Presentation on theme: "Slips, Trips and Falls “This material was produced under the grant SH-22219-SH1 from the Occupational Safety and Health Administration, U.S. Department."— Presentation transcript:
Slips, Trips and Falls “This material was produced under the grant SH SH1 from the Occupational Safety and Health Administration, U.S. Department of Labor. It does not necessarily reflect the views or policies of the U.S. Department of Labor, nor does mention of trade names, commercial products, or organizations imply endorsement by the U.S. Government.”
At the end of this training, you will be able to: Identify 2 requirements of OSHA’s walking and working surfaces standard that apply to your workplace. Identify common causes of slips, trips and falls (STF) within your workplace. Evaluate your workplace for hazards associated with walking and working surfaces. Generate ideas on how to control for these identified hazards.
Extent of the Problem STF are among the most frequent type of reported injuries for public employees Janitors and cleaners; elementary school teachers; teacher assistants; and secondary school teachers have the highest incidents of reported STFs.
Injuries from Slips, Trips and Falls Common Injuries Sprains, strains Bruises, contusions Fractures Abrasions, cuts Common Affected Body Parts Knee, ankle, foot Wrist, elbow Back Shoulder Hip Head
Slip, Trip and Fall hazards can occur in virtually every type of workplace
NIOSH’s Top 10 Hazards Contaminants on the Floor Indoor Walking Surface Irregularities Outdoor Walking Surface Irregularities Weather Conditions: Ice and Snow Inadequate Lighting Stairs and Handrails Stepstools and Ladders Tripping Hazards: Clutter, Loose Cords, etc. Improper Use of Floor Mats and Runners Poor Drainage: Pipes and Drains
Let’s Take a Tour ….
Contaminants on the Floor
Wall-mounted spill pads for use by employees and visitors Spill pads and umbrella bags for use in building entryway High visibility caution sign with warning sign on top or a flashing light on top could be used
Indoor Walking Surface Irregularities
Outdoor Walking Surface Irregularities
Weather Conditions: Water, Ice, and Snow
Inadequate Lighting Need pictures of lighting issues – stairwells, parking lots, etc.
Stairs and Handrails Need pictures of stairs – poorly marked or uneven; handrails not of appropriate size or height
Stepstools and Ladders
OSHA Walking and Working Surfaces Standard: Subpart D : Portable Ladders All ladders must be inspected periodically, kept in good condition at all times, and must be free from sharp edges, splinters, oil grease, or other defects which would affect their use.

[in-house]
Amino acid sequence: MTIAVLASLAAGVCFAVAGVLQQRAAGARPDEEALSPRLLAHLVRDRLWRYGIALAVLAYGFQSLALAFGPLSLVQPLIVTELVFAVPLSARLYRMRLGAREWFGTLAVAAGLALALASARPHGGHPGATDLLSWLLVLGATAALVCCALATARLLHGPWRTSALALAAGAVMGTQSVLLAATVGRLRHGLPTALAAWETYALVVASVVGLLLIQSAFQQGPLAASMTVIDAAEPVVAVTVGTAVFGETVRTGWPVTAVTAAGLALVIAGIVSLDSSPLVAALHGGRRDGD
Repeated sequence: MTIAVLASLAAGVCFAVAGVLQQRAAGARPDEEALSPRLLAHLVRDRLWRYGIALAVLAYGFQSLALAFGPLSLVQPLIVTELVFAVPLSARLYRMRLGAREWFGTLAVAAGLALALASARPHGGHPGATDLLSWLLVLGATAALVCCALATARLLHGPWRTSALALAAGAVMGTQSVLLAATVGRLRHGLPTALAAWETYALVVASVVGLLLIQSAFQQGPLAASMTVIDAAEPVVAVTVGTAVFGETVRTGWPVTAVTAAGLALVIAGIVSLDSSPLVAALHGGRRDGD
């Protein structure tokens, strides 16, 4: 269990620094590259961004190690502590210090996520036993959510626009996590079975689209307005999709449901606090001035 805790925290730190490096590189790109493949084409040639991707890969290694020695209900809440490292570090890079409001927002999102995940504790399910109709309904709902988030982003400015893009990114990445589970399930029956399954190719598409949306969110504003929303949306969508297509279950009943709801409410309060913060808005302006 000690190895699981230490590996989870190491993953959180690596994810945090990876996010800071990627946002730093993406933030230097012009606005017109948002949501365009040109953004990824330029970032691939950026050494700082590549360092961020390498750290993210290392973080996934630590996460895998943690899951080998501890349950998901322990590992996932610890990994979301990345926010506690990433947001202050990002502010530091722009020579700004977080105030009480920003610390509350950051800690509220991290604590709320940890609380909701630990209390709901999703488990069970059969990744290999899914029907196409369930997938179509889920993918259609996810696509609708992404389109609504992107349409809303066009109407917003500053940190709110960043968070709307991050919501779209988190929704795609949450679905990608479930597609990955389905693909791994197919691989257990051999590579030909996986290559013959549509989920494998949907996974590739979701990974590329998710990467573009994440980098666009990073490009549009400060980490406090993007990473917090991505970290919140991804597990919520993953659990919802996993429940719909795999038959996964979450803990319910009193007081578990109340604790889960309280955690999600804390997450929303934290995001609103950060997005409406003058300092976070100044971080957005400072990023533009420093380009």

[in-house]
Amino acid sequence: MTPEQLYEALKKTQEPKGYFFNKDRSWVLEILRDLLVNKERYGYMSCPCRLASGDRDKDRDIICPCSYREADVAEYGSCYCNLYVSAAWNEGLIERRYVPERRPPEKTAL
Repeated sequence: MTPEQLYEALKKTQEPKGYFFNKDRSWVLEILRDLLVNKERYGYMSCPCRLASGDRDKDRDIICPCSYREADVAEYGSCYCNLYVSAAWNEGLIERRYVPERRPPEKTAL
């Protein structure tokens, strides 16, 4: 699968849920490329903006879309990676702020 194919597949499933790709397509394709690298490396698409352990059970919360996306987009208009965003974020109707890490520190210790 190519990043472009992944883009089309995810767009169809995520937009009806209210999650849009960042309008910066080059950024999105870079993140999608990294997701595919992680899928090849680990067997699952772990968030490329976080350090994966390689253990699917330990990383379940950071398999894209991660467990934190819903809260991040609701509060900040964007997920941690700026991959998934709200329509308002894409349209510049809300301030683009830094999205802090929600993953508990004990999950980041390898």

Tripping Hazards: Clutter, Loose Wires, etc.
Prevention Solutions Cords on floor partially secured with cord cover. Cover can extend over the length of the exposed cord. Retractable cord holder
Improper Use of Floor Mats and Runners
Poor Drainage: Pipes and Drains
Human Factors Leading to Slips Trips and Falls Health and physical condition can impair a person’s vision, judgment, and balance. Carrying or moving cumbersome objects, or too many objects, that obstruct your view impair your balance and prevent you from holding onto handrails Inattentive Behavior: walking, distractions (e.g., using cell phone, talking and not watching where you’re going, etc.) Taking shortcuts; not using walkways or designated, cleared pathways; being in a hurry, rushing around
OSHA Walking and Working Surfaces Standard: Subpart D : Housekeeping Good housekeeping includes picking up, wiping up, and cleaning up. Requires that all places of employment, passageways, storerooms, and service rooms shall be kept clean and orderly and in a sanitary condition.
Maintaining Work Areas Aisles and passageways must be kept clear and in good repair and include safe clearances for mechanical equipment and contain no obstructions that could create a hazard.
Prevention Strategies Develop and maintain a written housekeeping program. The program might ideally describe: –How to immediately report STF hazards –Where and how cleaning materials and products are stored –When to use wet floor signs and barriers and where signs are stored –What cleaning methods are appropriate for different areas and surfaces
Tools for STF Prevention Examine Employee STF Injuries STF Checklist Employee Communication: Training and Involvement
Examine Employee STF Injuries Review OSHA logs for STF incidents Review incident reports Check for “hot spots” Investigate incidents to find the circumstances to see where prevention measures can be implemented. SAMPLE INVESTIGATION TOOL
STF Checklist Check for hazards on a regular basis Take pictures! Have a clear reporting procedure to get things addressed SAMPLE CHECKLIST
Communication: Training and Involvement All employees are at risk, therefore all employees should be trained on how to recognize STF hazards, and be involved in the development and implementation of prevention strategies.